Cyber writeup

How to deal with 95% of your IT security problems

  • Use application whitelisting to help prevent malicious software and unapproved programs from running
  • Patch applications such as Java, PDF viewers, Flash, web browsers, and Microsoft Office
  • Patch operating system vulnerabilities
  • Restrict administrative privileges to operating systems and applications based on user duties
  • Train employees to be Cyber Aware.

1. Whitelisting:


Whitelisting is a computer process (often times an application) used to prevent unauthorized programs from running and to protect computers from harmful applications as well as the network they are connected to.


Instead of attempting to block malicious files and activity, application whitelisting will only permit known good files. Essentially, whitelisting flips the antivirus model from a ‘default allow’ to a ‘default deny’ for all executable files. This is accomplished by creating a list of known or approved file hashes and only allowing files with approved hashed to execute. Thus only programs approved by the organization can run.


While the whitelisting concept is simple, the application of these principles can be anything but. Consider the operational and political challenges of a default deny model on desktop computers. Whitelisting provides the ultimate level of control over end user systems. This can be a great thing for security, but a big challenge in today’s world of open, creative workplaces. “Cultural issues and policies are still the single biggest obstacles. Users are accustomed to having control over their own PCs, and taking away some of their ability to make changes is more a cultural than a technical change. Organizations must build support for a continuum of control solutions and should never refer to such projects using the term “lockdown.”1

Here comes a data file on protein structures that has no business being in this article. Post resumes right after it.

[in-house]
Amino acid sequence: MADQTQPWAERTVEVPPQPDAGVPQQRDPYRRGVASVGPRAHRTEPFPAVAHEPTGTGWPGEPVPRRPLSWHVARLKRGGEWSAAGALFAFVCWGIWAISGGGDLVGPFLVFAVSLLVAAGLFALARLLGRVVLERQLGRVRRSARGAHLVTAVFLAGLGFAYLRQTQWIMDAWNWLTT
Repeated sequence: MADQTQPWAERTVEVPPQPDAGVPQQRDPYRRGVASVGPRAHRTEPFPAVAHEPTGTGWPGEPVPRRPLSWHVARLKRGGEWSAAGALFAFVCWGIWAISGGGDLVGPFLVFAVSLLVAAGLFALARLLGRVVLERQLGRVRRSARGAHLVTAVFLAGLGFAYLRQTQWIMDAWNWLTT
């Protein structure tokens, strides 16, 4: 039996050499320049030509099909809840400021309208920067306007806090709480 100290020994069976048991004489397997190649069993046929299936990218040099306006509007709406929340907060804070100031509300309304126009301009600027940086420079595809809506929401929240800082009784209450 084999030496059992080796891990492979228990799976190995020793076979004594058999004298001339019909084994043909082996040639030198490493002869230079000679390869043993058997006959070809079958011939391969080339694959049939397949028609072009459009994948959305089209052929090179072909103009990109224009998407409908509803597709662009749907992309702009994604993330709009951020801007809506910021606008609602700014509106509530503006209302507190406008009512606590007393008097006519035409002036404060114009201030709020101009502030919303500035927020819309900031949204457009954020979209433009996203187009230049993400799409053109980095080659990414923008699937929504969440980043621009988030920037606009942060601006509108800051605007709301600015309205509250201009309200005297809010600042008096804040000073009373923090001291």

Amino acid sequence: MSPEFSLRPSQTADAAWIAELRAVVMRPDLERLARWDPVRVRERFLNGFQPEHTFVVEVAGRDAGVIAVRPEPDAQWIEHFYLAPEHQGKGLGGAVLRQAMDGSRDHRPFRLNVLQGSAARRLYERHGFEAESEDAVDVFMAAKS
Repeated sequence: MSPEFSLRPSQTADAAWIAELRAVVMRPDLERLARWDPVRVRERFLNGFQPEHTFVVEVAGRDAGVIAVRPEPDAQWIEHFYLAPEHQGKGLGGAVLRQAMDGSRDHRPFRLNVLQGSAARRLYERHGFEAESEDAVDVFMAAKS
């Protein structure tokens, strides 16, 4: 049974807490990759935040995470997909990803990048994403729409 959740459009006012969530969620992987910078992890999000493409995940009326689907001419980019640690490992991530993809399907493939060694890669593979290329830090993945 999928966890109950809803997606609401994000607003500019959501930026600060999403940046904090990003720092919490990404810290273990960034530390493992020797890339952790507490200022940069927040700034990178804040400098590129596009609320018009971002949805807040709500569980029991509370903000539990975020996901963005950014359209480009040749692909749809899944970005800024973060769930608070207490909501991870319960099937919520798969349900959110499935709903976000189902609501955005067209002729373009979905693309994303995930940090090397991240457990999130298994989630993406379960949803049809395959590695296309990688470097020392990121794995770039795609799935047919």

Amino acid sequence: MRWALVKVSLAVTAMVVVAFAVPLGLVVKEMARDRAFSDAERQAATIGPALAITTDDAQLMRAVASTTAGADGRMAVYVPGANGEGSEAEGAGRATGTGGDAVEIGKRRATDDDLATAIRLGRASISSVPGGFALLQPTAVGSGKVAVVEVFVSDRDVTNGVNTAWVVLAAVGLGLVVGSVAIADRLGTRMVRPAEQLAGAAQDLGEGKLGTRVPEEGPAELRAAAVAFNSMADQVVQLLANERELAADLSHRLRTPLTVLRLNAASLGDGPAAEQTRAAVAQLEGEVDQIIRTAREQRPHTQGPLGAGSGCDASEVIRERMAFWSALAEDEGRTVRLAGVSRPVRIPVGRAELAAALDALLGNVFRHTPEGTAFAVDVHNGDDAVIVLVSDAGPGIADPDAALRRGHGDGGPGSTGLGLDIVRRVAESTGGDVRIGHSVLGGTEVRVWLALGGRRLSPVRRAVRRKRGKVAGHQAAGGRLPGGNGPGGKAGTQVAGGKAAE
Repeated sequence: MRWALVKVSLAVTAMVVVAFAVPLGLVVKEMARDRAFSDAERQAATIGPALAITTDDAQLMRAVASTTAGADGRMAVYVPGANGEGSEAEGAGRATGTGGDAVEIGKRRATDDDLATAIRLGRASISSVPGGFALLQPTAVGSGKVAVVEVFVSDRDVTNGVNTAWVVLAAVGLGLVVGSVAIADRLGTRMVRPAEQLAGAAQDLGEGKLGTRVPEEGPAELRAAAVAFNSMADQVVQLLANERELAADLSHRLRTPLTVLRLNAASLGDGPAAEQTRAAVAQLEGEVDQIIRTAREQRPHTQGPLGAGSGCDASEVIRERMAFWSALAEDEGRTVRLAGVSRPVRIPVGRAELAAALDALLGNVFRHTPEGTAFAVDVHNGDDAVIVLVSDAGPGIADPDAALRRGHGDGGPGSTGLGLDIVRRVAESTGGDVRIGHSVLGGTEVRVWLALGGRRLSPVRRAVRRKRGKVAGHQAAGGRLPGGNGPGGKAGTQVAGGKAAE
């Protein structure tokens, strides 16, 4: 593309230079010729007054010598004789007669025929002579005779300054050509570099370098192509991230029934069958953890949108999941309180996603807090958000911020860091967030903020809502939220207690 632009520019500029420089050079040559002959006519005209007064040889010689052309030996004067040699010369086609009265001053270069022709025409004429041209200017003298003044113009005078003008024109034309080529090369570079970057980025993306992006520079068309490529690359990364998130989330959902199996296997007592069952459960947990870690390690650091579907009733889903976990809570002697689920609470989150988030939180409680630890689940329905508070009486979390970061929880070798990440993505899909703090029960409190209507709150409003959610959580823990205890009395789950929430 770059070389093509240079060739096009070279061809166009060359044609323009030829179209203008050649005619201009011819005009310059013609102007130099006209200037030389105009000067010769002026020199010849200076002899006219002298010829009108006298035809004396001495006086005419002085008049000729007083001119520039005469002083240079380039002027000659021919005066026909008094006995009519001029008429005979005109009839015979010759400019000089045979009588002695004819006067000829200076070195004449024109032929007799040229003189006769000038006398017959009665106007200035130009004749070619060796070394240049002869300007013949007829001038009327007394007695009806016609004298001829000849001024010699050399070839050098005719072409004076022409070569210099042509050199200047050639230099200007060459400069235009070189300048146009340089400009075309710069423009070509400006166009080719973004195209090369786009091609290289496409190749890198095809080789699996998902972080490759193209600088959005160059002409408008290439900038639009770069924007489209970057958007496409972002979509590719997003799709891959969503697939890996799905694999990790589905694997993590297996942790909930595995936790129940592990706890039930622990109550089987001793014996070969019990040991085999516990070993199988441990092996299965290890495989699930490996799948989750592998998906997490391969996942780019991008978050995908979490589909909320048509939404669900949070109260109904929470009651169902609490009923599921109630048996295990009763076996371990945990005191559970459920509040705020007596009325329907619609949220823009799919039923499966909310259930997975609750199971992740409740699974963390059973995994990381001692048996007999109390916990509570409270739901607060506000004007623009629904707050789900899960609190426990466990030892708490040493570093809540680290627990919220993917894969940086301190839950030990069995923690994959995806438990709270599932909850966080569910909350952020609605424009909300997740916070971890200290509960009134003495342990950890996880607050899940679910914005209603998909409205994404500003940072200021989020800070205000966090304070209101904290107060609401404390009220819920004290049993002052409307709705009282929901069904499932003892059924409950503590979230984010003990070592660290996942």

While the overall benefits of application whitelisting are clear, no technology can provide complete security.


2. Patch Applications:


In recent years, third-party applications have become the primary attack vector for new malware, and organizations have been slow to apply security updates for these applications.


3. Patch Operating Systems:


If your computer seems to be working fine, you may wonder why you should apply a patch. By not applying a patch you might be leaving the door open for Malware to come in. Malware exploits flaws in a system in order to do its work, while the time frame between an exploit and when a patch is released is continually getting shorter.


CERT/Coordination Center (CC)3 ( estimates that 95 percent of all network intrusions could be avoided by keeping systems up to date with appropriate patches. In an increasingly interconnected world, it is critical that system administrators keep their systems patched to the most secure level.


4. Restrict administrative Privileges:


The key is to give employees access only to what they need and when they need it. In most businesses, least privilege is often seen as a “lockdown” or other negative light. However with out least privilege one cannot ensure the first three steps are carried out appropriately. IT security has no chance of fully enforcing least privilege without complete buy-in from their non-IT colleagues that is where training and awareness comes in.


5. Training:


Training not only improves your organizations security, it promotes user buy in for future security initiatives.


Some steps to take when implementing a training program:


  • Develop a workforce plan that aligns with the agency’s goals
  • Define roles, responsibilities, skills and competencies for key positions.
  • Establish a training and development program fulfills the needs of key positions.
  • Employ an internal mentoring system.

Remember, the goal of training is knowledge transfer and user buy in.